Microbiome Connections To Disease Get Stronger

Sep. 13, 2017 3:06 PM ET1 Comment
Derek Lowe profile picture
Derek Lowe

A fair amount of what you read about the human microbiome is hype. There’s no way around it. It’s quite difficult to study this area in a meaningful, reproducible way, and even the best work in the area can only go so far, as things stand now. When differences in (say) gut flora are actually found and worked out, we generally don’t know what the chicken-and-egg relationship between that and human disease might be, or which particular bacteria (or ratio, or blend) is responsible, in either direction.

But just because an area is difficult, or because it has a lot of media noise in it, doesn’t mean that progress isn’t being made. There’s some new work, for example, that suggests that the gut microbiome might have a real connection to multiple sclerosis. That sounds like an exercise in headline-grabbing, but it looks more solid than that. This team found several bacterial types associated with MS, following up on numerous earlier studies, specifically noting that relapsing/remitting MS patients tend to have higher proportions of Acinetobacter (generally rare in gut flora) and Akkermansia, and lower proportions of Parabacteroides. The enhanced species, when put into other animals via fecal transplant, have very noticeable effects on T-cell differentiation and also exacerbate the pathology seen in the widely used EAE rodent model of the disease. The authors also note that one of the Acinetobacter species has already been shown in the literature to produce peptides that mimic sequences in myelin basic protein, which makes you wonder if MS is (at least partly) a misfiring immune response to gut bacteria in general.

That hypothesis has been kicking around for a while, but this sort of work really strengthens it. So does the second paper mentioned above, which looks at 34 pairs of twins, one of whom has MS while the other does not (an extraordinarily powerful and useful data set). This team also found increased Akkermansia in the gut flora of the affected twins. They transplanted gut material from the affected subjects versus unaffected controls into a mouse model (RR mice) that have a mutation causing them to spontaneously develop inflammatory demyelinating disease. Only some of the human-derived bacteria were able to colonize the mouse gut (as you’d expect), but even so, the mice with the transplants from the MS-diagnosed twins showed a significantly higher rate of disease onset.

When they looked more closely at the altered gut microbiota in these mice, they found lower levels of the Sutterella genus, compared to the transplants from human patients. (Interestingly, they don’t seem to have noticed as much difference with Acenitobacter). To be sure, other studies of gut flora in MS patients versus controls have also disagreed on the raised and lowered profiles across taxa, which is one of the things that makes this such a hard area to work in. (One explanation is that the concentration and localization of various species probably vary a great deal across the whole intestinal tract, in ways that are difficult to sample and account for, and stool samples are not necessarily a good proxy).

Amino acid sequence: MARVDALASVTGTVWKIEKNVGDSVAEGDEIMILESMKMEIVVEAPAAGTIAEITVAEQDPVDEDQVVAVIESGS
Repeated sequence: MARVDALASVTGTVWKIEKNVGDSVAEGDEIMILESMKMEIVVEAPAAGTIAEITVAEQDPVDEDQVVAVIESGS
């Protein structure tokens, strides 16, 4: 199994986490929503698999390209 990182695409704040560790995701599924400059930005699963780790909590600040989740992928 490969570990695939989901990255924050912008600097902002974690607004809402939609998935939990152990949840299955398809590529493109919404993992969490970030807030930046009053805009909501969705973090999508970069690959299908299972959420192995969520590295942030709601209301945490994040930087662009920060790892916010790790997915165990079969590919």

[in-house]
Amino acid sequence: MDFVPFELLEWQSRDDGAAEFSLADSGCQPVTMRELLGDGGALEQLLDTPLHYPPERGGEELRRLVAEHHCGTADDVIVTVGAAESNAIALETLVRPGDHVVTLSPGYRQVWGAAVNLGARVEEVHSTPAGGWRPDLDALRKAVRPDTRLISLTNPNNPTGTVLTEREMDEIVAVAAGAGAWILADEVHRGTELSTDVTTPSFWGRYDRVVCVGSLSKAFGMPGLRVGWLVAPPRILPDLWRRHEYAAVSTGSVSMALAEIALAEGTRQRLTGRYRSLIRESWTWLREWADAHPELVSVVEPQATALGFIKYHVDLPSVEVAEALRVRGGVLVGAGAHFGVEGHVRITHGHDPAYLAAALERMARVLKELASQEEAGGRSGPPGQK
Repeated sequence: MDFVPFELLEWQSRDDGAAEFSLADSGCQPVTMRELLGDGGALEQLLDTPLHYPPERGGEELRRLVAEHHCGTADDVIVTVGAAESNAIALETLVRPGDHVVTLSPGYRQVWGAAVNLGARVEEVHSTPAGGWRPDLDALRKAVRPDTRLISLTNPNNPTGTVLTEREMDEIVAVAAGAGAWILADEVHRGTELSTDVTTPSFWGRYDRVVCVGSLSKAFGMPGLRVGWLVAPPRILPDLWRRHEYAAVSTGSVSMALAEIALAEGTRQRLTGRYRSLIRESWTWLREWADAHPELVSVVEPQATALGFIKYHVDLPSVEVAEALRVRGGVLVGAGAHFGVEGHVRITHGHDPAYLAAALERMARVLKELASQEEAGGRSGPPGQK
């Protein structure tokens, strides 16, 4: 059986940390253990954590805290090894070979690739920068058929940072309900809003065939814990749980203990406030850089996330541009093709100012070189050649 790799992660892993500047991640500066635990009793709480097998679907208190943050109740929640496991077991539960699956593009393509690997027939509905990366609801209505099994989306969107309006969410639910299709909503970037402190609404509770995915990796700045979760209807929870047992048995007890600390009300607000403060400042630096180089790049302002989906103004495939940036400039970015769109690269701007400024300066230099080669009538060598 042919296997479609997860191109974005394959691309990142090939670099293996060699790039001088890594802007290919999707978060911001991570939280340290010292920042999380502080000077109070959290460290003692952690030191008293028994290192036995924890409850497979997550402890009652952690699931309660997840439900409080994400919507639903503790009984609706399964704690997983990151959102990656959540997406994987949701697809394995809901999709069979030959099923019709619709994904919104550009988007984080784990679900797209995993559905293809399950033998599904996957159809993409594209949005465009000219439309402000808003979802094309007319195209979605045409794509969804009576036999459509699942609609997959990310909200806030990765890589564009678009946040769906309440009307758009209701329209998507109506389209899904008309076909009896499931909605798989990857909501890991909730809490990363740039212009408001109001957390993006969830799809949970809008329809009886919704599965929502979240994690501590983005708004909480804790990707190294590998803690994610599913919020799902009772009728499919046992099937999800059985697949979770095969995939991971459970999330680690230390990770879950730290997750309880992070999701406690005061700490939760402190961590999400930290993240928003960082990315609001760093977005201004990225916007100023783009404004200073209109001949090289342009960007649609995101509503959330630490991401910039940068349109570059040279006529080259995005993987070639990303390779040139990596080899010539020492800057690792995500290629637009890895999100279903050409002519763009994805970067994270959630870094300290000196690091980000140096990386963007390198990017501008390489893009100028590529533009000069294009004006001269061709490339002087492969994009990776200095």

But overall, there really does seem to be something here, although it’s way too early to start talking about the therapeutic implications (for starters, we’d better be able to agree on just which bacteria are responsible and how they might be having their effects). These studies on bacterial transfer are really doing a lot, though, to address that chicken-and-egg problem mentioned above. If adding in the relevant bacterial population can bring on trouble in this way, that significantly raises the odds for the bacterial trouble being ahead of the CNS phenotype.

These papers dovetail nicely with yet another new paper, from a team at Rockefeller/Mt. Sinai/Sloan-Kettering. They’ve found that (1) commensal gut bacteria are enriched in genes for the synthesis of N-acyl amides, (2) that the compounds thus produced are, in many cases, micromolar ligands for various GPCRs that look quite similar to endogenous human ligands for these receptors and (3) that the GPCRs identified are, in turn, disproportionately localized in the gut as well. Taken together, it would appear that this is a signaling network that has evolved among the bacteria over time which modulates their own environment, and provides a direct mechanism by which changes in gut flora could affect the host organisms (that is, us). These lipid-like-signaling receptors (such as the endocannabinoid one, GPR119) are part of the same family, and can have a number of metabolic and inflammation-pathway effects.

Overall, it looks like the microbiota/disease connections are getting stronger, and getting some more detailed foundation under them. No doubt there are going to be a lot more twists and turns as these stories go on, and I would be very skeptical of anyone claiming (at this early stage) to have a great new therapeutic microbiome breakthrough for something as complex as MS. But the field in general is real stuff, generating some very interesting real results, and is worth keeping an eye on.

Disclosure: None.

This article was written by

Derek Lowe profile picture
Derek Lowe, an Arkansan by birth, got his BA from Hendrix College and his PhD in organic chemistry from Duke before spending time in Germany on a Humboldt Fellowship on his post-doc. He's worked for several major pharmaceutical companies since 1989 on drug discovery projects against schizophrenia, Alzheimer's, diabetes, osteoporosis and other diseases. To contact Derek, email him directly: derekb.lowe@gmail.com (mailto:derekb.lowe@gmail.com)

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